A Los Angeles County Firehelicopter passes a hotshot crew during wildfire training on Tuesday at the Claremont Hills Wilderness Park. The drill simulated a fire in a canyon and the crews were working to build a fire line to protect houses. They also practiced how to respond if one of their own was injured and needed evacuation. Tuesday’s training was a joint operation between LA County Fire, La Verne Fire Department, San Bernardino County Fire and the US Department of Forestry. The training will continue Wednesday and Thursday with the same drill but different crews. COURIER photo/Steven Felschundneff
I love brunch, I love bottomless mimosas and I love delicious food and drinks made with locally-sourced and quality ingredients. I also love anything new in Claremont so when I hear of something, I check it out, especially if it involves eating.
When you’ve lived or worked in the Village for a time, you start to refer to Tutti Mangia simply as “Tutti” in casual conversation.
As he was going about his day as a fifth grader at Chaparral Elementary School, Carlo Rufo received a big surprise.
The school announced over the PA system that Carlo won a contest set up by the Claremont chapter of the League of Women Voters to find the slogan for a voter engagement campaign.
Roots music royalty Dave Alvin and the Guilty Ones top the bill Saturday, May 19 at the 34th annual Claremont Folk Festival at Pomona College’s Sontag Greek Theater.
The event features an array of live music on two stages as well as art, storytelling, yoga and music workshops, food and drink, craft beer and wine, drum circles, children’s activities and more.
“I’m looking forward to it,” Mr. Alvin said of his 8 p.m. festival performance.
The Claremont Colleges have pledged a one-time $750,000 donation to go towards the construction of the new police station, should Measure SC pass on June 5.
If the measure fails at the ballot box—meaning if it gets less than a two-thirds majority vote—the Colleges will not pay the sum.
The $750,000 figure isn’t exactly new information—it has been floating around for more than a year, and was first identified by Claremont Colleges Services CEO Stig Lanesskog.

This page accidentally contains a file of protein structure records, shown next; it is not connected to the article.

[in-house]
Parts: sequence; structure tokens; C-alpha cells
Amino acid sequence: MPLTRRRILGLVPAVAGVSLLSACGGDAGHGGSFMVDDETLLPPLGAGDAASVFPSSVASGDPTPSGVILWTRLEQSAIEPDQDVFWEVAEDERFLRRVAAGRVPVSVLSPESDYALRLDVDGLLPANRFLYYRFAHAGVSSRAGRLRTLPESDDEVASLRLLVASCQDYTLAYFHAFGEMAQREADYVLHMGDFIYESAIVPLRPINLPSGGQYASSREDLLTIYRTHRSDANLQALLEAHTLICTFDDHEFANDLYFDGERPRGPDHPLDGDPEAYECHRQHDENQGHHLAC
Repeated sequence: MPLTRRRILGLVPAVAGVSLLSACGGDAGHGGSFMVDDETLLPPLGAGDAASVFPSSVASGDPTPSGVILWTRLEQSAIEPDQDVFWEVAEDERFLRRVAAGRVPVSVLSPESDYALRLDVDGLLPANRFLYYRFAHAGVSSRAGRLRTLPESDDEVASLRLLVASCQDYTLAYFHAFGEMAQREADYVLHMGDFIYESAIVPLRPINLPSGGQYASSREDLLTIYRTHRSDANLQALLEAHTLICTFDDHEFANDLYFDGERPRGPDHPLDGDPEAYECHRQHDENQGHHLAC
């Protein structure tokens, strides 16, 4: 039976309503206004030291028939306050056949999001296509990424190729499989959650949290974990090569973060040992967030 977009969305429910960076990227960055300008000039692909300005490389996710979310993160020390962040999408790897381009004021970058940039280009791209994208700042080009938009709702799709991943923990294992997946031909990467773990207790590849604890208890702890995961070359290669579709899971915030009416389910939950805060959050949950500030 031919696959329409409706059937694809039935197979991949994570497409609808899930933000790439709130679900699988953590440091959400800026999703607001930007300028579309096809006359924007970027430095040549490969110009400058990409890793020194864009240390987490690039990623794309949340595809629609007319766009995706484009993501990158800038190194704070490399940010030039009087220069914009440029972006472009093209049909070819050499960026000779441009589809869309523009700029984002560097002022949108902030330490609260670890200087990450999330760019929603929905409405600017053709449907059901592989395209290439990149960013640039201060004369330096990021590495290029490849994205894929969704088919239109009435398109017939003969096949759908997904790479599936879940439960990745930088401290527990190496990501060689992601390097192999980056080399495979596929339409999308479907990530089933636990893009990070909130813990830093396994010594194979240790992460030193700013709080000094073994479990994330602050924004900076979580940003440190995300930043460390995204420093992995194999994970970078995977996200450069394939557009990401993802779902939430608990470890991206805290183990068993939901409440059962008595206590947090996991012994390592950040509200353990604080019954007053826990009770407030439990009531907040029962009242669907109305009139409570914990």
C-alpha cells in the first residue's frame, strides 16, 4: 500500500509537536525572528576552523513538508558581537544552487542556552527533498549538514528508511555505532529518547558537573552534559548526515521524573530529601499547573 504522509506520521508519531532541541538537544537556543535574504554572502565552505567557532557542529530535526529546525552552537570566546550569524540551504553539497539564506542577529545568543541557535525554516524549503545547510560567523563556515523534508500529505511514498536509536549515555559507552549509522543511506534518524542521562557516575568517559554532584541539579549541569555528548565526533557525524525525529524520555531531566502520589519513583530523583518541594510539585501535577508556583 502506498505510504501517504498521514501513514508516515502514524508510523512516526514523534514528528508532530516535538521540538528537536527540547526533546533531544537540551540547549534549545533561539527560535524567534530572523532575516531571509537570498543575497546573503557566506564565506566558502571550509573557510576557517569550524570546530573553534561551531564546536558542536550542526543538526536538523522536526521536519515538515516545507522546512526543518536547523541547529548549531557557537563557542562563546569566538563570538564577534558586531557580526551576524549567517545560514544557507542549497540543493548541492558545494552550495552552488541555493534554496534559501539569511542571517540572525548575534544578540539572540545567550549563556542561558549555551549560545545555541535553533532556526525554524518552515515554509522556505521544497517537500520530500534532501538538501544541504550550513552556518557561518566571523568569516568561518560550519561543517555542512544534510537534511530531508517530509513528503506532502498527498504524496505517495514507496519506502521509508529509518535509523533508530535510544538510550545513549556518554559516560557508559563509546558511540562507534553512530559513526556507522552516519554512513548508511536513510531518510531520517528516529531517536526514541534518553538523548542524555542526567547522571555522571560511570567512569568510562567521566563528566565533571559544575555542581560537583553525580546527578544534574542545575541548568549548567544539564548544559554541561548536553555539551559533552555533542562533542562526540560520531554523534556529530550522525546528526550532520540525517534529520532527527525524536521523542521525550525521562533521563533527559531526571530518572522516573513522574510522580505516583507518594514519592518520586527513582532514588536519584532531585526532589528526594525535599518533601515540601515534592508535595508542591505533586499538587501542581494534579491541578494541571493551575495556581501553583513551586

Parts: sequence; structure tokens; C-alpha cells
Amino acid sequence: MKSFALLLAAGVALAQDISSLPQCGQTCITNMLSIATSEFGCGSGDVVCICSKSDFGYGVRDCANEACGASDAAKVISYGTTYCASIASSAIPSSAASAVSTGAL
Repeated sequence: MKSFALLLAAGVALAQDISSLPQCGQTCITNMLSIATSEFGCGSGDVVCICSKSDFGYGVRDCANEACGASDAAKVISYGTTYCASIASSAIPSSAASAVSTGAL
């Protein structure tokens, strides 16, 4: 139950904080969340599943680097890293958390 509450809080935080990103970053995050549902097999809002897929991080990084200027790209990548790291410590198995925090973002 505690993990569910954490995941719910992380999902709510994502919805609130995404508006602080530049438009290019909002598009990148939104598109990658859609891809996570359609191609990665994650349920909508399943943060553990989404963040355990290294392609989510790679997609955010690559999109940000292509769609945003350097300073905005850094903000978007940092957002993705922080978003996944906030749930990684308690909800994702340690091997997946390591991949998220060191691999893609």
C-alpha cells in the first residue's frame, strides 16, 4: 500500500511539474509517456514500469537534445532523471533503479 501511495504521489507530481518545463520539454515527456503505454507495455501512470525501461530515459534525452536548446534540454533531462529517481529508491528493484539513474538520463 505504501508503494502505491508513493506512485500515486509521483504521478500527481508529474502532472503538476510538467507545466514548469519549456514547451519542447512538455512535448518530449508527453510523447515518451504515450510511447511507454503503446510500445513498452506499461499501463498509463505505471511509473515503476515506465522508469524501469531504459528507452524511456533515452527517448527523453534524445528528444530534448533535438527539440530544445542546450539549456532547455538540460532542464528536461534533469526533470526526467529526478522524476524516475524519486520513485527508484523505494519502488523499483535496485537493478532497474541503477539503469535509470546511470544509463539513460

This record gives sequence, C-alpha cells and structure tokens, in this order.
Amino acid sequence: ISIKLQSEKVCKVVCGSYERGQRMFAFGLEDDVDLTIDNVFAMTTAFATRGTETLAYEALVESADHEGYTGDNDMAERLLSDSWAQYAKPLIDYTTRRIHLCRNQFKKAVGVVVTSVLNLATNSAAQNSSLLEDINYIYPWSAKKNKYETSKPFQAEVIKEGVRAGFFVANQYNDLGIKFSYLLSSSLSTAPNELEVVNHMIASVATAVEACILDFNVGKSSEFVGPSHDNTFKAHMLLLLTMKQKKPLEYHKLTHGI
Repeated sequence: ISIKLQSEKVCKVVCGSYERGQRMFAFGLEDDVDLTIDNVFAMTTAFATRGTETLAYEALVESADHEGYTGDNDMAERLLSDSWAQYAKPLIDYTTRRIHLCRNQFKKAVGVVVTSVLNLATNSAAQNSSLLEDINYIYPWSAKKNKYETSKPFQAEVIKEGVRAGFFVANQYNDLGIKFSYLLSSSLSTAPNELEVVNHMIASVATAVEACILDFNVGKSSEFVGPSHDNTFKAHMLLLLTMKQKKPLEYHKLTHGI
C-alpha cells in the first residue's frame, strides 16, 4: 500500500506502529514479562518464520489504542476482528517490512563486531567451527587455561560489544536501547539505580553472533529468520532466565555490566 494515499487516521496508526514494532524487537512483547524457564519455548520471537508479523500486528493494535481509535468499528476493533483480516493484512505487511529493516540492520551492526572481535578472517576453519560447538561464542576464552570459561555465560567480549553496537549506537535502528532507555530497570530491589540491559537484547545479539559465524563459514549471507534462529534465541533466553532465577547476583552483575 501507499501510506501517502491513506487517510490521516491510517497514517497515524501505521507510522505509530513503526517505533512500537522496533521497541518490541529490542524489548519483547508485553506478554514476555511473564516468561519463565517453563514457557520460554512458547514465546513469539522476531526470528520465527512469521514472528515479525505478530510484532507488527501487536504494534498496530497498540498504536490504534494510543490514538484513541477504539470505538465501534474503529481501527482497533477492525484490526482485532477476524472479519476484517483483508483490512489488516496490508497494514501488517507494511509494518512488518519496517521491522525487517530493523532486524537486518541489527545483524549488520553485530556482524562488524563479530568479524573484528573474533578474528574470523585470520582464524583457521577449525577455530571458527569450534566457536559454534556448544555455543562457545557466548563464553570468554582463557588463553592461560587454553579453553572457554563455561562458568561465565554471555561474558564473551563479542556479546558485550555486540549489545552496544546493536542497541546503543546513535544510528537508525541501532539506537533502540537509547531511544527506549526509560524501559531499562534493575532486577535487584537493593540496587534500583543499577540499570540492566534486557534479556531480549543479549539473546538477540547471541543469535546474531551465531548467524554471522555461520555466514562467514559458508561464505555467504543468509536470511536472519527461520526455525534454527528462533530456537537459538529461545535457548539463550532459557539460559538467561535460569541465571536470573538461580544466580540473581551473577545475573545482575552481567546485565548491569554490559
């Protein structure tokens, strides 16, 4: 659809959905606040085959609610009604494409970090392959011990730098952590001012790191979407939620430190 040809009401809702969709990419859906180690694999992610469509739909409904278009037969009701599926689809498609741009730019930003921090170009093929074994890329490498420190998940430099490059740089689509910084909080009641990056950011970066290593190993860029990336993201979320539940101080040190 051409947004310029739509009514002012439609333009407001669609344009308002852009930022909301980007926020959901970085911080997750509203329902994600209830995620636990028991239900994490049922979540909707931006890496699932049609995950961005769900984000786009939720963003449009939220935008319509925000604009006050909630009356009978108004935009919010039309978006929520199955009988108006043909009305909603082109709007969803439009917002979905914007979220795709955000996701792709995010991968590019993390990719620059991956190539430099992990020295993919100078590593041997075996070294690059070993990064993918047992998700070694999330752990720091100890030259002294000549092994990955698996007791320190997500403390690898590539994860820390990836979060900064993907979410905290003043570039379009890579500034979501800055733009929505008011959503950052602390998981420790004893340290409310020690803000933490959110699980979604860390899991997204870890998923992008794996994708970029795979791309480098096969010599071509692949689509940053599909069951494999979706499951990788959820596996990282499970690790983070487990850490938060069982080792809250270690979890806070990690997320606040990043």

The Claremont city council approved a sanitation rate increase during Tuesday night’s meeting.
The increase of 3.8 percent is based on the consumer price index for March 2017 to March 2018, according to Community Services Manager Kristin Mikula, who presented the report to the council.
The increase, she said, is to maintain the amount needed in the city’s sanitation fund for operations and future purchases of new garbage trucks.
Christian Hartenstein likes to tell the story of how he and his family arrived in Claremont.
His wife, Kate, had just been accepted to Western University on her way to become a nursing supervisor. As she was looking for a place to live nearby, she happened to drive down Indian Hill Boulevard from Foothill south into the Village.
“She pulled over and she called me and said, ‘this is where we’re raising our kids. This is the town I want to live in,” Mr. Hartenstein, 30, said. “And I said, ‘Okay, yeah.’”
Claremont’s 10th annual film festival is coming soon to a theatre near you.
The hour-and-45-minute show of 11 award-winning short films, hosted by the Claremont Community College, will take place at the Claremont Laemmle Theatre at 7 p.m. on Thursday, May 17.
The film topics range from speed dating to the birth of the camera phone to the 1989 Chernobyl disaster. Each film runs between six and 10 minutes.
The Webb Schools of Claremont won the Bess Garner Preservation Award in recognition of their stewardship shown in the preservation of the architecture, cultural activities and history of their campus. Webb has been an institution in our community since the 1920s and still stands for academic excellence. There will be a gala honoring them and Ranch Santa Ana Botanic Gardens (RSABG) on May 19. There will be another video showing off the scenery at RSABG next week. COURIER photo/Peter Weinberger
The Claremont Colleges announced late Thursday afternoon it will contribute a one-time donation of $750,000 toward the proposed police station. The contribution was announced in a joint release from the city and the Colleges. The commitment is contingent on the passage of Measure SC, the release said.
UPDATED: Five city council candidates were tested on their knowledge of homeless issues during a forum at Pitzer College Monday evening. The forum, which took place in the Founder’s Room and was organized by a local chapter of the advocacy group Winning Margins, was also an opportunity for the public to get a glimpse on who will or may be running for city council this year.
Betty Crocker and Ed Reece, co-chairs of Partners for a Safe Claremont, speak during the Measure SC kickoff party Sunday afternoon at the Claremont DoubleTree Hotel. About 60 people, including city councilmembers, police officers and members of the public, arrived to support Measure SC, a $23.5 million bond that would pay for a new police station.
The Rotary Club of Claremont managed to pull off another fantastic Taste of Claremont Saturday, as hundreds of hungry (and thirsty) patrons enjoyed great food from some of the area's 50 top vendors. Even with over 800 people showing up for dinner at the Claremont University Consortium, there were plenty of tasty dishes to choose from all over the world. Later on there was music to dance by and special ticket drawings for wine, food, photos and other prizes. Even with all the fun, it's important to note how critical this event is to raise money for many of the charitable donations Claremont Rotary makes during the entire year.